Saturday, April 23, 2016

Relax. Exhale. Stop Apologizing.

This afternoon we attended a surprise 50th birthday party for a very special lady. Yes, I left the confines of my safety zone and socialized. With people. Lots of people. I hated leaving the kids, but I knew we wouldn't be gone long and would return home before dark.

There were 2 pups at the party. We brought a bag of our biscuits. These pups are super sweet, playful and I could have easily distanced myself from the humans, parked my ass in the center of the lawn and spent the entire afternoon with them. However, instead, I forced myself to linger amid the crowd and socialize a wee bit.

The pups totally had my undivided attention though.

About an hour after we arrived, the host of the party, another fantastic lady who we absolutely adore, asked our opinion. Should she confine the pups indoors for the duration of the party. Without hesitation, Lisa and I said, "No!" The pups were exceptionally friendly, welcomed everyone who arrived and didn't display any behavior that could be misinterpreted.

In a nutshell, if anyone had a problem with the pups, it was simply because they weren't "dog people." 

For the majority of the afternoon, I stood back from the crowd. Played with the pups. Observed human nature. I instantly spotted the ones who weren't "dog people." I caught a few people looking rather disgusted when I shared my food with the pups from the fork I was eating with. I caught sight of a few shooing the pups away.

The glares. The disapproval. The ones who felt the pups should have been confined to the indoors for the duration of the party. The people I would never invite to our home because of the obvious.

These are the times when I wonder if the mind frame would have been similar had the pups been "human kids."

I've attended parties in the past when young children were present. They had very little manners. They interrupted constantly. The parents were distracted and, often times, had to be away from the guests. And, the guests had to watch what they said. It was awkward.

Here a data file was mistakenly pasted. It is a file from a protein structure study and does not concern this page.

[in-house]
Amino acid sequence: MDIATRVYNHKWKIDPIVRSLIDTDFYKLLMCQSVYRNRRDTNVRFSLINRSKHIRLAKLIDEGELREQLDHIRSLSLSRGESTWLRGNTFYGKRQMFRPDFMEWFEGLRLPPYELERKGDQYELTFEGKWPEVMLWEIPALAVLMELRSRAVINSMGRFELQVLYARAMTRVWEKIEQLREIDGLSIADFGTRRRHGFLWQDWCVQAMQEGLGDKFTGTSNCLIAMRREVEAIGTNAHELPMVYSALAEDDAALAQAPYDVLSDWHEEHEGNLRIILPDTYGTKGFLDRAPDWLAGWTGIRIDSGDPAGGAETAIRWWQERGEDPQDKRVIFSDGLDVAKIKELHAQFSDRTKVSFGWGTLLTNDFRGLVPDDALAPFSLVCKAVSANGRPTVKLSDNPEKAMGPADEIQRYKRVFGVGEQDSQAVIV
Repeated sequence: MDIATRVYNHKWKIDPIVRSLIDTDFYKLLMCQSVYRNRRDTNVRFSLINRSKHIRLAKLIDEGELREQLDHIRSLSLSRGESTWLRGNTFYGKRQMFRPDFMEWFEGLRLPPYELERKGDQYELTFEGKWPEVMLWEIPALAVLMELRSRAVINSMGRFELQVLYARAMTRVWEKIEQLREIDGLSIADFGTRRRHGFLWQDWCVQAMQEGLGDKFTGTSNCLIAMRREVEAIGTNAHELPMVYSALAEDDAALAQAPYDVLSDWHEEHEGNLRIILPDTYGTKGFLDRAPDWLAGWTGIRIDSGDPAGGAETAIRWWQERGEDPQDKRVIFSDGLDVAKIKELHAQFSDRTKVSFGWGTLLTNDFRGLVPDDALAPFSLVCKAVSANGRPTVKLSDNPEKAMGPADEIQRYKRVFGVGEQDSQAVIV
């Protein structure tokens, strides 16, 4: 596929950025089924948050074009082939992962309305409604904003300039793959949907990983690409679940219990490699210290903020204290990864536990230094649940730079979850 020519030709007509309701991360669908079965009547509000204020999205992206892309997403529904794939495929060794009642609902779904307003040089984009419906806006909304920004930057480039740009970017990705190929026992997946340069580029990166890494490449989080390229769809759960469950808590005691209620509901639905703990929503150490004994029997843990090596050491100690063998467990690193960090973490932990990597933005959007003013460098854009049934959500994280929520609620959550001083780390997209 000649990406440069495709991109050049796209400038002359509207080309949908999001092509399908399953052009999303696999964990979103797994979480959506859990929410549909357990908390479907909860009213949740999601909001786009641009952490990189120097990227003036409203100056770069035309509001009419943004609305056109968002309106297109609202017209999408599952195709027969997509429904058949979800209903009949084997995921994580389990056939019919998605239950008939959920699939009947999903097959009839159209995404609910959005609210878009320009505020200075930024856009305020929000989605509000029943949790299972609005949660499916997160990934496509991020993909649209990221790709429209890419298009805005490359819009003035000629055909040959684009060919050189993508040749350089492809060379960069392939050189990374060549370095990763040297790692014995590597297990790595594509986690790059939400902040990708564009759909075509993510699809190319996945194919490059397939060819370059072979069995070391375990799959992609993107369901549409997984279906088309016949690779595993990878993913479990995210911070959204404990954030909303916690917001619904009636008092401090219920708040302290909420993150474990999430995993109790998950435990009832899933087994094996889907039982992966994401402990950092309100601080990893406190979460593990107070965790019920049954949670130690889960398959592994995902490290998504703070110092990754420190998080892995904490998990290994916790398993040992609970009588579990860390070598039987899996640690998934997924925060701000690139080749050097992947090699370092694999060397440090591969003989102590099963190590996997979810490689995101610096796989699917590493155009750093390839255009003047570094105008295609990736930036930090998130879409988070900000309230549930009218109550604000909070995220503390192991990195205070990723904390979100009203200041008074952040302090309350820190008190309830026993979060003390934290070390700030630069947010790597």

However, not once did I witness a guest shoo the kid/s away, give a look of disapproval or make snarky comments because the parents didn't find a babysitter.

Not. Once.

Although slightly unconventional, here's my take. When you invite us over, please don't worry about your fur-kids. If they jump on us, that's okay. If they leave muddy paw prints on our clothes, that's okay. If they sit at our feet and make cute little noises while we eat, that's okay too. If they want to sit on our lap and leave a trial of pup hair on our clothes, we're okay with that. If they slobber or drool on our clothes, no problem.

Relax. Exhale. Stop apologizing.

If we're visiting you, we are already aware you have fur-kids. We like you. We like your fur-kids too. Please don't gate them in a separate room. Ever.

Unless, of course, you see fit because they don't like strangers and there's a chance they would bite us. You know best and we respect that.

The pups at the party stayed outdoors the entire time, mingling with the guests. That made me happy.

Some, not so much.

Oh well.

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